Skip to content

The process is simple

Here we can talk generally about how the test results help guide decisions made for prescribing medications but also improves the time it takes to achieve better patient outcomes and reducing cost.

Step 1. Consultation

Discuss with your physician if a PGx test is right for you and could provide some insight to learn more about how you process medications. Your doctor will prescribe the test, you sign a release form and the test kit will be provided to you.

Step 2. Cheek swab

Gathering a sample is easy. A non-invasive cheek swab taken and sent to our lab along with the requisition form that gives us a series of medications to test.

Step 3. Testing

Once we receive the saliva specimen, we process it and test providing results back in about a week. In most cases, the test gives you and your physician a better understanding on how you process medications.

How it works

Personalized approach that enables the right drug and dosage to be prescribed based on your genetics


Understanding Your Test Results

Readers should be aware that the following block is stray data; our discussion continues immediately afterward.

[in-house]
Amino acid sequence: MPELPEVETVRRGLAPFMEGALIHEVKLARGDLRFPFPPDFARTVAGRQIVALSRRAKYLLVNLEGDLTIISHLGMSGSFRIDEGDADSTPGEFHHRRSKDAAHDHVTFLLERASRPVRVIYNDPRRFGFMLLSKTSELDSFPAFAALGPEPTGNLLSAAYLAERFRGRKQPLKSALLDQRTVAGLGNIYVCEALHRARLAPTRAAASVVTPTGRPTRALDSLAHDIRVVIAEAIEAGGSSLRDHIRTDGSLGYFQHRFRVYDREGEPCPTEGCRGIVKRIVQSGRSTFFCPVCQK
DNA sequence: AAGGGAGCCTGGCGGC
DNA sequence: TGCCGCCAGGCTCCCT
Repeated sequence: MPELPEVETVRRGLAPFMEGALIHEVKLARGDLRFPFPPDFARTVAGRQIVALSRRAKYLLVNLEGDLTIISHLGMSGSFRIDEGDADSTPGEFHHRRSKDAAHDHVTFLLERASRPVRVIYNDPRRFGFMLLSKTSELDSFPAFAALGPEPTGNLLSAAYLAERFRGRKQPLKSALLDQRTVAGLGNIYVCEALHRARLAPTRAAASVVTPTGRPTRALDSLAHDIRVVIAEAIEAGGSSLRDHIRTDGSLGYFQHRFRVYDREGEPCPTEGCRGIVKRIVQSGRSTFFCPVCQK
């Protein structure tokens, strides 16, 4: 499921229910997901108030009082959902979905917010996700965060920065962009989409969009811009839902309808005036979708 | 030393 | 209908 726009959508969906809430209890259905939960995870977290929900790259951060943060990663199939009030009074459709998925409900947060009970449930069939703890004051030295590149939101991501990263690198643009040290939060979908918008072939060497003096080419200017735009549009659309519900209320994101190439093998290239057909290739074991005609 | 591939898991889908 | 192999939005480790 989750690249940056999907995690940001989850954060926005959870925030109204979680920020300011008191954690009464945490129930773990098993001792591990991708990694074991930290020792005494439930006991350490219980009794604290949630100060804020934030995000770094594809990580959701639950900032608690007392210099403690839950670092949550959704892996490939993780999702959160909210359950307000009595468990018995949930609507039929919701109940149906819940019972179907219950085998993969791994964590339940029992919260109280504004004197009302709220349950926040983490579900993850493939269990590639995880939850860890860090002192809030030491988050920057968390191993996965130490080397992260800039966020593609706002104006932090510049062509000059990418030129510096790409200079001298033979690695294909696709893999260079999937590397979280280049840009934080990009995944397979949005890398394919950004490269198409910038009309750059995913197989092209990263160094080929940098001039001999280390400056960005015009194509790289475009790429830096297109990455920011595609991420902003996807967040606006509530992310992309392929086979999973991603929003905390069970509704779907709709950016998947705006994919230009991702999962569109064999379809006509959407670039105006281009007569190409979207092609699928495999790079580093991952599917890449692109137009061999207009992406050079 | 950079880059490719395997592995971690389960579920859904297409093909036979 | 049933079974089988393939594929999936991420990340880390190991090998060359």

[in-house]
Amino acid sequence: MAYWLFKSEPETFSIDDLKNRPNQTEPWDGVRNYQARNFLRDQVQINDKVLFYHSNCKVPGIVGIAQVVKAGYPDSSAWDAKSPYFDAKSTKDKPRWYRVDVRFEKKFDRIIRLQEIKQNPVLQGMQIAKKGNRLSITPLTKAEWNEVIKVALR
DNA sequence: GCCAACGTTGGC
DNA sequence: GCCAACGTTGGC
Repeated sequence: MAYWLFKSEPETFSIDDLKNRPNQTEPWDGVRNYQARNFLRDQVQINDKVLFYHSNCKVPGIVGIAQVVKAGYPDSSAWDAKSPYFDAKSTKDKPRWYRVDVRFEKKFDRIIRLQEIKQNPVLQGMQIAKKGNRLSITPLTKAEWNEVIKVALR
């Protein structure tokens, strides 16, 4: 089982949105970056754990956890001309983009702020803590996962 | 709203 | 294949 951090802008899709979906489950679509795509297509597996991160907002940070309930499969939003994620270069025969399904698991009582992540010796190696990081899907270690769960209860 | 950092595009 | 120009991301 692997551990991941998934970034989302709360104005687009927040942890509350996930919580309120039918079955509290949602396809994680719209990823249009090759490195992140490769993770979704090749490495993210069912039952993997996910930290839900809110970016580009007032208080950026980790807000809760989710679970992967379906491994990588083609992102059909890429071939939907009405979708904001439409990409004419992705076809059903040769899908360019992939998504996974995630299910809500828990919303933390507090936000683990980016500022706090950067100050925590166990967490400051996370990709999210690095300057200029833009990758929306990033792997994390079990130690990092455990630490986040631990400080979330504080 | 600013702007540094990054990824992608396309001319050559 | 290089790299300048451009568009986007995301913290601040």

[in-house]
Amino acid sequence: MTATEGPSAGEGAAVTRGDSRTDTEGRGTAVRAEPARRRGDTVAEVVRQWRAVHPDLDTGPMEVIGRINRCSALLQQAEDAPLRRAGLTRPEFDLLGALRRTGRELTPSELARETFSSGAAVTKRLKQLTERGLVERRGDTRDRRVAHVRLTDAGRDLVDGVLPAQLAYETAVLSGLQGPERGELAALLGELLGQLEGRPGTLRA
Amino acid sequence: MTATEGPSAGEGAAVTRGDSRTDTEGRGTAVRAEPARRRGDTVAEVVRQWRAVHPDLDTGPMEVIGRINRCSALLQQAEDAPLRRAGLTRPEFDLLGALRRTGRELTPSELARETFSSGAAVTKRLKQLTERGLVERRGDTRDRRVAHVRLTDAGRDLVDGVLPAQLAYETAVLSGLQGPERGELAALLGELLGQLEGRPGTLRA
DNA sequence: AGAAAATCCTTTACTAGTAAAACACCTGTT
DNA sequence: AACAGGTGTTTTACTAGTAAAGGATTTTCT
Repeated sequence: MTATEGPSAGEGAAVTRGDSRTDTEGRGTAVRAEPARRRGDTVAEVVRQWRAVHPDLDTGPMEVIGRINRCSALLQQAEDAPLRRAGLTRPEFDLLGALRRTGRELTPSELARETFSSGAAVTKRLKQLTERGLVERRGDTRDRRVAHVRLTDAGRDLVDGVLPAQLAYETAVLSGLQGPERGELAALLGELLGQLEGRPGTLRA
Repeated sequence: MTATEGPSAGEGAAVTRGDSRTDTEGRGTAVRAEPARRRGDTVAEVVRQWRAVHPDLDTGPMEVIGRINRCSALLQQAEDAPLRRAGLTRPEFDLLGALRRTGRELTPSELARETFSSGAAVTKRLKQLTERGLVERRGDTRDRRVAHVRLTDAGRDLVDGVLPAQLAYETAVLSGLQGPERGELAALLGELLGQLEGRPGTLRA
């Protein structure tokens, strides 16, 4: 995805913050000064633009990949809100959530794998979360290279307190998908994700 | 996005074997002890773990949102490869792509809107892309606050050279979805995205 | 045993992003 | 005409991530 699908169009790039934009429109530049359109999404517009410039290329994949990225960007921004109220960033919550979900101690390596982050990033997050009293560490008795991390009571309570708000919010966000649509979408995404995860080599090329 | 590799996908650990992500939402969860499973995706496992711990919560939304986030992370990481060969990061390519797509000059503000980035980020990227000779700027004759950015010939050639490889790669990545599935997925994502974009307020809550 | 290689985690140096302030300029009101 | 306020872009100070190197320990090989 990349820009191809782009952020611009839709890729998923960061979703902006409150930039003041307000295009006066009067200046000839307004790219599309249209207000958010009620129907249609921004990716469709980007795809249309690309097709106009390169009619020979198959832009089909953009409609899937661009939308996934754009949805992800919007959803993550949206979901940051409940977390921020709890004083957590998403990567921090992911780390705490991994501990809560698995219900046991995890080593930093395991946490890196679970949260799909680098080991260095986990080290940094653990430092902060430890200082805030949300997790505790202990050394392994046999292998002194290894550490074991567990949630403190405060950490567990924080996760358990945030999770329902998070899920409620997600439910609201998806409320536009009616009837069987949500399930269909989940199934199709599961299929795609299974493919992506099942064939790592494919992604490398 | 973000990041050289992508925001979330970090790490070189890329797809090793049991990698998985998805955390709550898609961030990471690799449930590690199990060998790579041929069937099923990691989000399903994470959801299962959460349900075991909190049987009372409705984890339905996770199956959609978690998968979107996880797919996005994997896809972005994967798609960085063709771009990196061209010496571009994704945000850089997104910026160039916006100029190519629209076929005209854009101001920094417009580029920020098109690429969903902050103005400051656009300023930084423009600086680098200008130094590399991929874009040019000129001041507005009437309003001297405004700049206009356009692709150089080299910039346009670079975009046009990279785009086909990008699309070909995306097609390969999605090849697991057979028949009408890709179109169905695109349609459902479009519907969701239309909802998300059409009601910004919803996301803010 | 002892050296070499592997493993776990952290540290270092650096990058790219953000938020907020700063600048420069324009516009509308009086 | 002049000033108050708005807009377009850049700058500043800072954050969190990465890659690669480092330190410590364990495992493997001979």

Relating your genetics to response to medications is termed Drug-Gene interaction and can help your doctor adjust the dosage or recommend a better alternative medication. For example, if testing indicates that your body metabolizes an active drug too slowly, the drug might build up in your body and increase the likelihood of side effects. While the drug might still be useful for you, a lower dose may be appropriate. Should you be a fast metabolizer of an active drug and it leaves your body too quickly, it may provide little or no benefit and might require a higher dose or an entirely different drug.

Test results can also include indications of non-gene related factors. Lifestyle habits, diet, age, weight, and other medications and supplements you may be taking may affect your response to medications. The genes analyzed in this test do not change, therefore the Drug-Gene Interaction results will be as valuable in the future as they are today. As medications are changed, added, or modified, your doctor can continually interpret your test results for a drug’s relationship to your genetic makeup.